The Edsel and Eleanor Ford House in Grosse Pointe Shores, Michigan, a wealthy suburb north of Detroit, sold a Paul Cézanne painting for $100 million last year, the historic home’s 2013 tax forms recently revealed. According to the Detroit Free Press, the large landscape painting “La Montagne Sainte-Victoire vue du bosquet du Château Noir” (circa 1904) was sold privately to an anonymous buyer who had had made two previous unsolicited bids to acquire the work. Money from the sale will go toward establishing a new endowment devoted to funding conservation and restoration projects at the property.
“This was really a once-in-a-lifetime offer,” Kathleen Mullins, the president of the Ford House, told the Free Press. “The family thought it was a way to guarantee the estate would be taken care of the way Eleanor would have wanted.” The Ford House has been open to the public since 1978, two years after Eleanor Ford’s death, and receives some 60,000 visitors annually.
The Ford House already has an $86-million endowment that covers nearly all of its $3.8-million annual operating costs. The endowment created with funds from the Cézanne sale is expected to generate between $4.5–5 million annually for restoration and conservation work.
Though deaccessioning is a very frowned-upon practice at US museums, especially when the resulting funds are used for purposes than other acquisitions — see the recent drama at the Delaware Art Museum — the rules for historic homes are different. The guidelines of both the American Alliance of Museums (AAM) and the American Association of State and Local History (AASLH) allow for the use of funds from the sale of deaccessioned works in order to acquire other works, or to care for the existing collections. In the case of the Ford House, the collection, broadly defined, includes the 30,000-square-foot home, the furnishings and art it contains, the 86-acre estate surrounding it, and the historic car collection.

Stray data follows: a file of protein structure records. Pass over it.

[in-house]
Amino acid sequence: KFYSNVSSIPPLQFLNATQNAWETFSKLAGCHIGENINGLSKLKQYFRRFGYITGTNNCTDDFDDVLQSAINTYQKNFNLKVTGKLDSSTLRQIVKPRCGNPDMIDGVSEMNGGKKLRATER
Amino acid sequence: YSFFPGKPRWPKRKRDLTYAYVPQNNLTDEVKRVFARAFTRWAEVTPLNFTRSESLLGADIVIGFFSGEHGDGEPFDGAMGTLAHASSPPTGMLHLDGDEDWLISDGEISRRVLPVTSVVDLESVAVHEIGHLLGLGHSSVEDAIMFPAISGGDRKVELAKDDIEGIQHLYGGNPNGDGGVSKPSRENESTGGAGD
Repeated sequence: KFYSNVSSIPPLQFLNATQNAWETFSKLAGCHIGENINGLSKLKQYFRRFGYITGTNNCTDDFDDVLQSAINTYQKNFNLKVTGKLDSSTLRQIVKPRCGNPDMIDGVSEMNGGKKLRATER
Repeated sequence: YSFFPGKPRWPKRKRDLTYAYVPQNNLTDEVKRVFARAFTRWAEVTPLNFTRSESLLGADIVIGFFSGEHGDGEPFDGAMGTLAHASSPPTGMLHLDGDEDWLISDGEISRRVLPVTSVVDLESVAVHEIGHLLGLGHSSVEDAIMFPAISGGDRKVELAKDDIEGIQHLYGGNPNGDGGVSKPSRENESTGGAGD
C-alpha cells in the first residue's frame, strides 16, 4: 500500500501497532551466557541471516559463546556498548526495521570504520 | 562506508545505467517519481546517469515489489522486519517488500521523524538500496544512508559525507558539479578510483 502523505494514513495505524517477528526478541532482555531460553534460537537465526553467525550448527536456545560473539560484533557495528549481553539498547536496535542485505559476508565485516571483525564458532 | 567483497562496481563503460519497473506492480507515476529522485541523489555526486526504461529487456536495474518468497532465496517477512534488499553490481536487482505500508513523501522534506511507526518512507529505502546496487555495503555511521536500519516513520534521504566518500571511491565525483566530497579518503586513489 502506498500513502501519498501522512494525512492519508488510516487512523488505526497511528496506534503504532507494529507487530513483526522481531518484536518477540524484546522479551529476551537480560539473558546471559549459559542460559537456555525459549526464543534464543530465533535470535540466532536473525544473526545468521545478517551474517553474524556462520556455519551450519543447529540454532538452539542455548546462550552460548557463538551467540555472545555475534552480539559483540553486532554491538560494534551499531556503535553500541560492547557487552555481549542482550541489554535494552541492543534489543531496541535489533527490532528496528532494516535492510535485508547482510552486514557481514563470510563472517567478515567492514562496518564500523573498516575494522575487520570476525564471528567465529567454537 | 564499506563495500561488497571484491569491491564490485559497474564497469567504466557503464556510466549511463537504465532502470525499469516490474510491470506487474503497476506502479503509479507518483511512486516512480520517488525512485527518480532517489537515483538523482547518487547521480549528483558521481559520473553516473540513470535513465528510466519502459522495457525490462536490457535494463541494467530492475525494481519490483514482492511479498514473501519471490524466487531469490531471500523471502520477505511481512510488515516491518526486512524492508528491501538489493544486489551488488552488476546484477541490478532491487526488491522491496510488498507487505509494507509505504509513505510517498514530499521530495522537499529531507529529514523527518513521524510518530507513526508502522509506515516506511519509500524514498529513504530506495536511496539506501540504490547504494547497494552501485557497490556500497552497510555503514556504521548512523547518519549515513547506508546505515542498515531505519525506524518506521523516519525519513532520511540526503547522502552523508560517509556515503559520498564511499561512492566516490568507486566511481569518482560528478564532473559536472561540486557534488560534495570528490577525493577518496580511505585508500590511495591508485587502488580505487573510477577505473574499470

“From the standpoint of ethical standards, I think they went about this in the right way and worked hard to make sure the money won’t be used inappropriately by setting up a separate endowment,” Ford Bell, the president of the AAM, told the Free Press.
The discreet handling of the sale, through the Ford House’s seven-person board — on which sit six members of the Ford family and their attorney — was partly done out of consideration for the Detroit Institute of Arts (DIA), which at the time was fighting the proposed sale of its collection to help settle the city of Detroit’s debts. Now that DIA’s collection has been safeguarded, news of the Ford House’s huge sale doesn’t run the risk of emboldening Detroit’s creditors.
“I am very glad the Ford House proceeded with such caution,” DIA’s director, Graham Beal, told the Free Press.
Among the projects that the new endowment will help fund are the restoration of Jens Jensen’s landscape designs, restoring the house’s staff wing so that tours may visit it, and rebuilding lost structures like the boathouse and pergola.
Meanwhile, a replica of Cézanne’s “La Montagne Sainte-Victoire vue du bosquet du Château Noir” will take the place of the original. Much of the Fords’s art collection was donated to the DIA, though originals by Diego Rivera and Henri Matisse remain at the house.
The $100-million sale of “La Montagne Sainte-Victoire vue du bosquet du Château Noir” marks the second-highest price ever paid for a Cézanne. In 2011 the nation of Qatar spent $259 million to acquire his painting “The Card Players” (1892–93), which remains the most expensive artwork ever sold. The French painter’s auction record is the comparatively modest sum of $60.5 million that was spent at Sotheby’s in 1999 on the bright still life “Rideau, cruchon et compôtier” (1893–94).